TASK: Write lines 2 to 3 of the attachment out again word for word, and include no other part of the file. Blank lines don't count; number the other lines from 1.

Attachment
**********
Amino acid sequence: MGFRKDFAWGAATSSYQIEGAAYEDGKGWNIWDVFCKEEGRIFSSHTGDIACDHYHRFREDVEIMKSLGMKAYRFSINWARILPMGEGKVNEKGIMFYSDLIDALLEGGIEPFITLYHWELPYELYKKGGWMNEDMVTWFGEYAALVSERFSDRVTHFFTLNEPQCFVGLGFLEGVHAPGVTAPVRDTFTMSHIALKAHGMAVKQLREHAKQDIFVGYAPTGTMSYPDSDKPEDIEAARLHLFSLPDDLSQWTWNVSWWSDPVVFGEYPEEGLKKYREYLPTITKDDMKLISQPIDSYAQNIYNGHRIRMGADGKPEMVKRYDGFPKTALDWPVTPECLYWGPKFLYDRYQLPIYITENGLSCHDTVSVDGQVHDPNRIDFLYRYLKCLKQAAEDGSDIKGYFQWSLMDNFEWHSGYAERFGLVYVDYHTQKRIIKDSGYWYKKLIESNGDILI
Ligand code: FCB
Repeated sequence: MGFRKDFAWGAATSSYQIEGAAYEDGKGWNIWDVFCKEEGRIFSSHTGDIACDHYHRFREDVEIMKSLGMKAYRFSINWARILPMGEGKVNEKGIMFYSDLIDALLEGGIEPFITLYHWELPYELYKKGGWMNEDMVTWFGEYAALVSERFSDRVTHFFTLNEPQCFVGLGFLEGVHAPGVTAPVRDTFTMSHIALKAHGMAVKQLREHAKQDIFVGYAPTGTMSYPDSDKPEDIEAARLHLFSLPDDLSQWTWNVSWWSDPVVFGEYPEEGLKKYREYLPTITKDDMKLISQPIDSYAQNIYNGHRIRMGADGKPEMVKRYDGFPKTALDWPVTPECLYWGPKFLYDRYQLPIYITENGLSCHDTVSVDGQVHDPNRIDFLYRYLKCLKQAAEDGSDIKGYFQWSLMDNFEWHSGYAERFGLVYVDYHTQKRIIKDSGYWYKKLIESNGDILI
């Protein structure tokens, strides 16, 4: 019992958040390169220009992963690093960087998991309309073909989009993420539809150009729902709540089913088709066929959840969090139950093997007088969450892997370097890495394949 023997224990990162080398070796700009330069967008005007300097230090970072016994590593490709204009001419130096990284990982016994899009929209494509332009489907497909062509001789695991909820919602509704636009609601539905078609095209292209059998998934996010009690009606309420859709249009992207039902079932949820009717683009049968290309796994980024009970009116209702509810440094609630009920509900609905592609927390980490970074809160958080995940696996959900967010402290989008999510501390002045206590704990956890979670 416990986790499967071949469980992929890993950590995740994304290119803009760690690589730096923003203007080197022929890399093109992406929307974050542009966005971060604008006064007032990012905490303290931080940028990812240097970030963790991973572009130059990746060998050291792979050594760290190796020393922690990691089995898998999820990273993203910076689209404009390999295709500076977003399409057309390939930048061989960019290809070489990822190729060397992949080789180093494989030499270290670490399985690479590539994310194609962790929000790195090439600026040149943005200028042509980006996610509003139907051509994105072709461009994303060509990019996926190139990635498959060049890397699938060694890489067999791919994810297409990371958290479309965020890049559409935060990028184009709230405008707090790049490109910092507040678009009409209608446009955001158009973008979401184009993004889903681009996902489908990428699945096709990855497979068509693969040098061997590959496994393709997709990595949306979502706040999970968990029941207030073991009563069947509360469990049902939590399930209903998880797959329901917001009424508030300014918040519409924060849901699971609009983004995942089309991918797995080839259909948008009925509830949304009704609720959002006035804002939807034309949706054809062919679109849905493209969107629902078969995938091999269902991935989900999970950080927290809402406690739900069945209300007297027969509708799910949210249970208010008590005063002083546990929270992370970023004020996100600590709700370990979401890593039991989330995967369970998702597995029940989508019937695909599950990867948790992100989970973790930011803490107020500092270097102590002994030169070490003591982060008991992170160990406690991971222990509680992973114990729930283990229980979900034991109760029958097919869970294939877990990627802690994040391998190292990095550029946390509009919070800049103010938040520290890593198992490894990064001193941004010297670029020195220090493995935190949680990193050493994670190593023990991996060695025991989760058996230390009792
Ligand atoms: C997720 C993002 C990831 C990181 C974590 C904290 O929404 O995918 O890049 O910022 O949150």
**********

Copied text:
Ligand code: FCB
Repeated sequence: MGFRKDFAWGAATSSYQIEGAAYEDGKGWNIWDVFCKEEGRIFSSHTGDIACDHYHRFREDVEIMKSLGMKAYRFSINWARILPMGEGKVNEKGIMFYSDLIDALLEGGIEPFITLYHWELPYELYKKGGWMNEDMVTWFGEYAALVSERFSDRVTHFFTLNEPQCFVGLGFLEGVHAPGVTAPVRDTFTMSHIALKAHGMAVKQLREHAKQDIFVGYAPTGTMSYPDSDKPEDIEAARLHLFSLPDDLSQWTWNVSWWSDPVVFGEYPEEGLKKYREYLPTITKDDMKLISQPIDSYAQNIYNGHRIRMGADGKPEMVKRYDGFPKTALDWPVTPECLYWGPKFLYDRYQLPIYITENGLSCHDTVSVDGQVHDPNRIDFLYRYLKCLKQAAEDGSDIKGYFQWSLMDNFEWHSGYAERFGLVYVDYHTQKRIIKDSGYWYKKLIESNGDILI